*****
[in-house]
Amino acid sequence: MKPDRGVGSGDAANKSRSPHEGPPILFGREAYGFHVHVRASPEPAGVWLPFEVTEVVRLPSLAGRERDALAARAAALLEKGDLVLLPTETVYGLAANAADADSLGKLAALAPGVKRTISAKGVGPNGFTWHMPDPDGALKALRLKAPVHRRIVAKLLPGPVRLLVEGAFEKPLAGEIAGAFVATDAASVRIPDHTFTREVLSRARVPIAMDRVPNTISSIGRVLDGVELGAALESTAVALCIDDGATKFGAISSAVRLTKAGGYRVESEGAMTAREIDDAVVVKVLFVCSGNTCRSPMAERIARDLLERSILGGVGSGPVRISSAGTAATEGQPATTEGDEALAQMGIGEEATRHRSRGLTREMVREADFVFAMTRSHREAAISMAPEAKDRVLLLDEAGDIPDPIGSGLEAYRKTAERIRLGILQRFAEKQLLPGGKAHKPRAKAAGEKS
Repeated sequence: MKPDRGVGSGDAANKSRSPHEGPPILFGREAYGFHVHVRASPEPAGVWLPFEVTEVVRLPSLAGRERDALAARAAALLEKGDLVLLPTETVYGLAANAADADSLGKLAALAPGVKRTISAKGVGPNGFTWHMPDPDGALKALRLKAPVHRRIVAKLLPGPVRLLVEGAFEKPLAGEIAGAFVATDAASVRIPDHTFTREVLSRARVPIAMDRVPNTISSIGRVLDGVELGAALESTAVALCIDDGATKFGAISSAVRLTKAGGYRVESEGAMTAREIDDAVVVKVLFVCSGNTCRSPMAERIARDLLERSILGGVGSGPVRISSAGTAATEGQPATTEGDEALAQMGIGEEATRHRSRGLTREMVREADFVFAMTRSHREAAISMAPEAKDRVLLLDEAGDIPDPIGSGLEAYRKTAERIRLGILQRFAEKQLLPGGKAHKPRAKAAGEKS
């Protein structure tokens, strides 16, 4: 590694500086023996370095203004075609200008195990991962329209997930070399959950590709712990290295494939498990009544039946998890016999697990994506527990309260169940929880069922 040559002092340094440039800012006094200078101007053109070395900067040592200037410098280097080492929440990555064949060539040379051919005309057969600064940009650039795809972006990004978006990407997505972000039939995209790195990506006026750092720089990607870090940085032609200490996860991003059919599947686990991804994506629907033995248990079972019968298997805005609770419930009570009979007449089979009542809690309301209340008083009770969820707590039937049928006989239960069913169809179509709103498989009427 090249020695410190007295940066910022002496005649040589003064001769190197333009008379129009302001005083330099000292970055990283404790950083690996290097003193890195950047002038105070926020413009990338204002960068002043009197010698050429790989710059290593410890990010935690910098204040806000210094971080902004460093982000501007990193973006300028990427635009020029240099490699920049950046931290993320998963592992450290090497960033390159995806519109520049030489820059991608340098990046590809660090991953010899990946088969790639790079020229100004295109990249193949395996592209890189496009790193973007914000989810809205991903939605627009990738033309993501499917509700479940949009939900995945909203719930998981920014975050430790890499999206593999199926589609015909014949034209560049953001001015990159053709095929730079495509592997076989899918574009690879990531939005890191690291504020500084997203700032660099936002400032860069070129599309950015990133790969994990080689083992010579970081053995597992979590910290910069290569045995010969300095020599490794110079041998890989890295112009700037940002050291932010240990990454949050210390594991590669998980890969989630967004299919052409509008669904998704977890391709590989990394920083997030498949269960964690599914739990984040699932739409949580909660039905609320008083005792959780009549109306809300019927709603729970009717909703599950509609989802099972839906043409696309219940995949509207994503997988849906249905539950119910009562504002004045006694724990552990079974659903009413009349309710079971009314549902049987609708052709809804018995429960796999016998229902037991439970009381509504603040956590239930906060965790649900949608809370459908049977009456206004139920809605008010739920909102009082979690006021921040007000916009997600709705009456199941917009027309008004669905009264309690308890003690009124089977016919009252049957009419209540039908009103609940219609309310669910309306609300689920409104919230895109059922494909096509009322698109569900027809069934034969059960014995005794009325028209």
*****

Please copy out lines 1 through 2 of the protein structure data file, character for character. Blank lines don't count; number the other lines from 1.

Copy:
[in-house]
Amino acid sequence: MKPDRGVGSGDAANKSRSPHEGPPILFGREAYGFHVHVRASPEPAGVWLPFEVTEVVRLPSLAGRERDALAARAAALLEKGDLVLLPTETVYGLAANAADADSLGKLAALAPGVKRTISAKGVGPNGFTWHMPDPDGALKALRLKAPVHRRIVAKLLPGPVRLLVEGAFEKPLAGEIAGAFVATDAASVRIPDHTFTREVLSRARVPIAMDRVPNTISSIGRVLDGVELGAALESTAVALCIDDGATKFGAISSAVRLTKAGGYRVESEGAMTAREIDDAVVVKVLFVCSGNTCRSPMAERIARDLLERSILGGVGSGPVRISSAGTAATEGQPATTEGDEALAQMGIGEEATRHRSRGLTREMVREADFVFAMTRSHREAAISMAPEAKDRVLLLDEAGDIPDPIGSGLEAYRKTAERIRLGILQRFAEKQLLPGGKAHKPRAKAAGEKS